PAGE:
Moreover, regarding the signals described herein, those skilled in the art will recognize that a signal may be directly transmitted from a first block to a second block, or a signal may be modified (e.g., amplified, attenuated, delayed, latched, buffered, inverted, filtered or otherwise modified) between the blocks. Although the signals of the above described embodiment are characterized as transmitted from one block to the next, other embodiments of the present invention may include modified signals in place of such directly transmitted signals as long as the informational and/or functional aspect of the signal is transmitted between blocks. To some extent, a signal input at a second block may be conceptualized as a second signal derived from a first signal output from a first block due to physical limitations of the circuitry involved (e.g., there will inevitably be some attenuation and delay). Therefore, as used herein, a second signal derived from a first signal includes the first signal or any modifications to the first signal, whether due to circuit limitations or due to passage through other circuit elements which do not change the informational and/or final functional aspect of the first signal.
The foregoing described embodiment wherein the different components are contained within different other components (e.g., the various elements shown as components of computer system 510). It is to be understood that such depicted architectures are merely examples, and that in fact many other architectures can be implemented which achieve the same functionality. In an abstract, but still definite sense, any arrangement of components to achieve the same functionality is effectively “associated” such that the desired functionality is achieved. Hence, any two components herein combined to achieve a particular functionality can be seen as “associated with” each other such that the desired functionality is achieved, irrespective of architectures or intermediate components. Likewise, any two components so associated can also be viewed as being “operably connected”, or “operably coupled”, to each other to achieve the desired functionality.
With reference to computer system 510, modem 547, network interface 548 or some other method can be used to provide connectivity from computer system 510 to network 650. Client systems 610, 620 and 630 are able to access information on storage server 640 using, for example, a web browser or other client software (not shown). Such a client allows client systems 610, 620 and 630 to access data hosted by storage server 640 or one of storage devices 660(1)-(N) or 680(1)-(N).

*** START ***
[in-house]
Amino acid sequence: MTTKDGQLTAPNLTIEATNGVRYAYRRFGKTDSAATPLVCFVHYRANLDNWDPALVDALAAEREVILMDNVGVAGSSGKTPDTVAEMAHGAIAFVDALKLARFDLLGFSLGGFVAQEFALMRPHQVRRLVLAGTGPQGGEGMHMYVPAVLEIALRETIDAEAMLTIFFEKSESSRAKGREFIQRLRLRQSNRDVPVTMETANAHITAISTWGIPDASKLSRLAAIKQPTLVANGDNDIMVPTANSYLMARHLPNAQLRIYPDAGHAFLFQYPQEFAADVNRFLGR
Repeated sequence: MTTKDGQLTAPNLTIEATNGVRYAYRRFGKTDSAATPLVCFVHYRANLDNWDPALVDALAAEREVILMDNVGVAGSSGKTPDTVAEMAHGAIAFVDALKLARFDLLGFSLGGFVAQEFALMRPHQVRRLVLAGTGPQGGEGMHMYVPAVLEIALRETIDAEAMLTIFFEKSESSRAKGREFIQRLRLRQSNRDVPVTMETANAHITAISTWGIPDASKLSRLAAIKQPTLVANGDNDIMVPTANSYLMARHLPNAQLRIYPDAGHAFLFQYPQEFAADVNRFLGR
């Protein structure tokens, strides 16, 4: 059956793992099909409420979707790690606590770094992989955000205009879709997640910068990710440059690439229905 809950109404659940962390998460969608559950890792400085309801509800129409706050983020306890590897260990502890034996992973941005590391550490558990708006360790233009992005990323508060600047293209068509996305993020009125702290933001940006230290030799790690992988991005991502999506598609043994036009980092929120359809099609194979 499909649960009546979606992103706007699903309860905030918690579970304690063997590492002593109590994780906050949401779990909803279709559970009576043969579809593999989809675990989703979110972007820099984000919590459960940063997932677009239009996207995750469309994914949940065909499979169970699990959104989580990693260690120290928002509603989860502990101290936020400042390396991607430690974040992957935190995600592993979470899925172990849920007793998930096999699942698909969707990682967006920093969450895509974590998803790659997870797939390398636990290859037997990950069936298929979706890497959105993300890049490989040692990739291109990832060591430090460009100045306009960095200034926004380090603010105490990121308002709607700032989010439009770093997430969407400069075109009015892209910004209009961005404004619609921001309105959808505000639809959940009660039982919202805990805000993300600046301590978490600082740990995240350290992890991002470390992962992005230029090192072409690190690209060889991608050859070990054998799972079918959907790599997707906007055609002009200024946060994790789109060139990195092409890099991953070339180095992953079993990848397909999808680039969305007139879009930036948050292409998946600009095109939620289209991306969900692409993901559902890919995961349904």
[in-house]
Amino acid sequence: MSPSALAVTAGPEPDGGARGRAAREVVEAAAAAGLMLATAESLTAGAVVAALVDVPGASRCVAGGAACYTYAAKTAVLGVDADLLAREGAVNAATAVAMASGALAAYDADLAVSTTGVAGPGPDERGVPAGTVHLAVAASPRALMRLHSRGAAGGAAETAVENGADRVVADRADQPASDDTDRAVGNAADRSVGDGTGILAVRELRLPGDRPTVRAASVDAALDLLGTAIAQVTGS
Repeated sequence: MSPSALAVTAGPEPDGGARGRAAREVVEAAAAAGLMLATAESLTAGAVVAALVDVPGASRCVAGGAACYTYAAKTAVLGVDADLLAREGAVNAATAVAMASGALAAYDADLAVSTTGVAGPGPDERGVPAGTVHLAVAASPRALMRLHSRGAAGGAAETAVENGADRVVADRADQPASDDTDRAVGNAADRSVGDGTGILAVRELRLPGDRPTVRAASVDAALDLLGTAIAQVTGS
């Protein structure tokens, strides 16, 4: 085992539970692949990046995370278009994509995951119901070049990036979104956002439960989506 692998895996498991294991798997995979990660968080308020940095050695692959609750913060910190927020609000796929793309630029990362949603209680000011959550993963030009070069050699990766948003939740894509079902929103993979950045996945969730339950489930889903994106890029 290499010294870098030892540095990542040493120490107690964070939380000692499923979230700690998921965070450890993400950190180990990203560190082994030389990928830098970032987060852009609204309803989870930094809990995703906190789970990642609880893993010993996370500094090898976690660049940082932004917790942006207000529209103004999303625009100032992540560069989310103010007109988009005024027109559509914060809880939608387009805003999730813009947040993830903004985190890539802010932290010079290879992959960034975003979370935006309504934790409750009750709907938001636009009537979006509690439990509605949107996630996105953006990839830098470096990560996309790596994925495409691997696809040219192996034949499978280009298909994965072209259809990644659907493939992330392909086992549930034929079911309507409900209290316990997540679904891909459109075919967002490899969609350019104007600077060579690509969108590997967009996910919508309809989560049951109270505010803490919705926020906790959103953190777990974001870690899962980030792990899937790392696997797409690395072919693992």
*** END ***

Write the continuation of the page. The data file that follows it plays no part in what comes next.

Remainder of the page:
While particular embodiments of the present invention have been shown and described, it will be obvious to those skilled in the art that, based upon the teachings herein, changes and modifications may be made without departing from this invention and its broader aspects and, therefore, the appended claims are to encompass within their scope all such changes and modifications as are within the true spirit and scope of this invention. Furthermore, it is to be understood that the invention is solely defined by the appended claims.
The present invention is well adapted to attain the advantages mentioned as well as others inherent therein. While the present invention has been depicted, described, and is defined by reference to particular embodiments of the invention, such references do not imply a limitation on the invention, and no such limitation is to be inferred. The invention is capable of considerable modification, alteration, and equivalents in form and function, as will occur to those ordinarily skilled in the pertinent arts. The depicted and described embodiments are examples only, and are not exhaustive of the scope of the invention.